17. 17.
    Sureshkumar P, Jones M, Caldwell PHY, et al. Risk factors for nocturnal enuresis in school-age children. J Urol 2009 Dec; 182(6): 2893–9PubMedCrossRefGoogle Scholar
  18. 18.
    Nicholson L, Smith DP. Dysfunctional elimination syndrome: where constipation, daytime urinary problems and bedwetting merge. Adv Nurse Pract 2007 Mar; 15(3): 26–31PubMedGoogle Scholar
  19. 19.
    O’Regan S, Yazbeck S, Schick E. Constipation, bladder instability, urinary tract infection syndrome. Clin Nephrol 1985; 23(3): 152–4PubMedGoogle Scholar
  20. 20.
    Halachmi S, Farhat WA. The impact of constipation on the urinary tract system. Int J Adolesc Med Health 2008; 20(1): 17–22PubMedCrossRefGoogle Scholar
  21. 21.
    Mowrer OH, Mowrer WM. Enuresis: a method for its study and treatment. Am J Orthopsychiatry 1938; 8: 436–59CrossRefGoogle Scholar
  22. 22.
    Glazener CMA, Evans JHC, Peto RE. Alarm interventions for nocturnal enuresis in children. Cochrane Database Syst Rev 2005; (2): CD002911Google Scholar
  23. 23.
    Glazener CMA, Evans JHC, Peto RE. Complex behavioural and educational interventions for nocturnal enuresis in children. Cochrane Database Syst Rev 2004; (1): CD004668Google Scholar
  24. 24.
    Glazener CM, Evans JH, Cheuk DK. Complementary and miscellaneous interventions for nocturnal enuresis in children. Cochrane Database Syst Rev 2005; (2): CD005230Google Scholar
  25. 25.
    Rushton HG. Older pharmacologic therapy for nocturnal enuresis. Clin Pediatr (Phila) 1993 Jul; Spec No: 10–3Google Scholar
  26. 26.
    Glazener CM, Evans JH, Peto RE. Drugs for nocturnal enuresis in children (other than desmopressin and tricyclics). Cochrane Database Syst Rev 2003; (4): CD002238Google Scholar
  27. 27.
    Glazener CM, Evans JH. Desmopressin for nocturnal enuresis in children. Cochrane Database Syst Rev 2002; (3): CD002112Google Scholar
  28. 28.
    Vande Walle J, Stockner M, Raes A, et al. Desmopressin 30 years in clinical use: a safety review. Curr Drug Saf 2007 Sep; 2(3): 232–8CrossRefGoogle Scholar
  29. 29.
    Eggert P, Fritz A, Stecker B, et al. Desmopressin has an influence on the arousability of children with primary nocturnal enuresis. J Urol 2004 Jun; 171 (6 Pt 2): 2586–8PubMedCrossRefGoogle Scholar
  30. 30.
    Rahm C, Schulz-Juergensen S, Eggert P. Effects of desmopressin on the sleep of children suffering from enuresis. Acta Paediatr 2010 Jul; 99(7): 1037–41PubMedCrossRefGoogle Scholar
  31. 31.
    Gepertz S, Neveus T. Imipramine for therapy resistant enuresis: a retrospective evaluation. J Urol 2004 Jun; 171 (6 Pt 2): 2607–10PubMedCrossRefGoogle Scholar
  32. 32.
    Glazener CMA, Evans JHC, Peto RE. Tricyclic and related drugs for nocturnal enuresis in children. Cochrane Database Syst Rev 2003; (3): CD002117Google Scholar
  33. 33.
    Nijman RJ. Role of antimuscarinics in the treatment of nonneurogenic daytime urinary incontinence in children. Urology 2004; 63 (3 Suppl. 1): 45–50PubMedCrossRefGoogle Scholar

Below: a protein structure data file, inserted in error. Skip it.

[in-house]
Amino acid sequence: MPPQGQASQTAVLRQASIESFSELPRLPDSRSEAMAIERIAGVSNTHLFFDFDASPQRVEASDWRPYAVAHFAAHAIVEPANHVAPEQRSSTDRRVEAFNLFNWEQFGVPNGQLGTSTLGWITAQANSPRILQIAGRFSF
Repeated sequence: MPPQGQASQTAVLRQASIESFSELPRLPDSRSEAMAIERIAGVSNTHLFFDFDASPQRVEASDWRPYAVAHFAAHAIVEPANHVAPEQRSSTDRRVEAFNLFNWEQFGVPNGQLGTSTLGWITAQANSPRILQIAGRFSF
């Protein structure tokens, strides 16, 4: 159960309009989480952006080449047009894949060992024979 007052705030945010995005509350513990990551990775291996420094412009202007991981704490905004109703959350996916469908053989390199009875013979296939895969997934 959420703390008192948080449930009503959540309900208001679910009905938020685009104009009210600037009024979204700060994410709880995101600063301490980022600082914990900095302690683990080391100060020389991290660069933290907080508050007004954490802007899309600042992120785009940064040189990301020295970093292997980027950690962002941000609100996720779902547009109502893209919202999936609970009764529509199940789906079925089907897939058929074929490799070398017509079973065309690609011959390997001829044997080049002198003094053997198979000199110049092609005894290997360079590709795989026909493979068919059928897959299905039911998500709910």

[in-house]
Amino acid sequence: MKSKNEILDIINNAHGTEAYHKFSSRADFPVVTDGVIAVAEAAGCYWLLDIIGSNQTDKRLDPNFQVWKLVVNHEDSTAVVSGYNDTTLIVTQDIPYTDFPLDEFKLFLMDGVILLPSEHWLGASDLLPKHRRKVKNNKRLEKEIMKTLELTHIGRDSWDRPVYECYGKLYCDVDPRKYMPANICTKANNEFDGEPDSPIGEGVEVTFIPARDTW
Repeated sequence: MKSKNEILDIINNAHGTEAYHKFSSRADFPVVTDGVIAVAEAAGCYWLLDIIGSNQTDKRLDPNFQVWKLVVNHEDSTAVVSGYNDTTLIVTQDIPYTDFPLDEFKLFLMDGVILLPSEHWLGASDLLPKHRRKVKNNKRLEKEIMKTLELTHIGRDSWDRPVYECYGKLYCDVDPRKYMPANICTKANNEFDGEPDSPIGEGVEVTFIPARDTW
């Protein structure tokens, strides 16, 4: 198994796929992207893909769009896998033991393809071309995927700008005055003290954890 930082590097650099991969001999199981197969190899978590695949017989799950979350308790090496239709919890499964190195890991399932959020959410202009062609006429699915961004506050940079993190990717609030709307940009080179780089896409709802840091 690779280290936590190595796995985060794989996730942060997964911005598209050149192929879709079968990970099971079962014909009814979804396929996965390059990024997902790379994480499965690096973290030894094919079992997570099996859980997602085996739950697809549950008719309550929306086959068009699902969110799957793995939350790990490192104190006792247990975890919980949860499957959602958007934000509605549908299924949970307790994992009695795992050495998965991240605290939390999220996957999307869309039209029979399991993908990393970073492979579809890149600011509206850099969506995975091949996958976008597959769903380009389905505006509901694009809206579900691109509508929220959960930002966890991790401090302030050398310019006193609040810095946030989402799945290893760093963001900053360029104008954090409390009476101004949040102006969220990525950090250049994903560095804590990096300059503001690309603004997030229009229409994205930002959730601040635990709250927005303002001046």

34. 34.
    Jonville AP, Dutertre JP, Barbellion M, et al. Adverse effects of oxybutynin chloride (Ditropan) in pediatrics. Arch Fr Pediatr 1993 Jan; 50(1): 27–9PubMedGoogle Scholar
  35. 35.
    Humphreys MR, Reinberg YE. Contemporary and emerging drug treatments for urinary incontinence in children. Paediatr Drugs 2005; 7(3): 151–62PubMedCrossRefGoogle Scholar
  36. 36.
    Bolduc S, Upadhyay J, Payton J, et al. The use of tolterodine in children after oxybutynin failure. BJU Int 2003 Mar; 91(4): 398–401PubMedCrossRefGoogle Scholar
  37. 37.
    Reinberg Y, Crocker J, Wolpert J, et al. Therapeutic efficacy of extended release oxybutynin chloride, and immediate release and long acting tolterodine tartrate in children with diurnal urinary incontinence. J Urol 2003 Jan; 169(1): 317–9PubMedCrossRefGoogle Scholar
  38. 38.
    Bolduc S, Moore K, Nadeau G, et al. Prospective open label study of solifenacin for overactive bladder in children. J Urol 2010 Oct; 184(4 Suppl.): 1668–73PubMedCrossRefGoogle Scholar
  39. 39.
    Austin PF, Ferguson G, Yan Y, et al. Combination therapy with desmopressin and an anticholinergic medication for nonresponders to desmopressin for monosymptomatic nocturnal enuresis: a randomized, double-blind, placebo-controlled trial. Pediatrics 2008 Nov; 122(5): 1027–32PubMedCrossRefGoogle Scholar

Copyright information

© Adis Data Information BV 2012

Authors and Affiliations

  • Aniruddh V. Deshpande
    • 1
    • 2
    • 3
  • Patrina H. Y. Caldwell
    • 2
    • 4
    Email author
  1. 1.Department of UrologyThe Children’s Hospital at WestmeadWestmeadAustralia
  2. 2.Centre for Kidney ResearchThe Children’s Hospital at WestmeadWestmeadAustralia
  3. 3.School of Public Health, Sydney Medical SchoolUniversity of SydneyAustralia
  4. 4.Discipline of Paediatrics and Child Health, Sydney Medical SchoolUniversity of SydneyAustralia

Personalised recommendations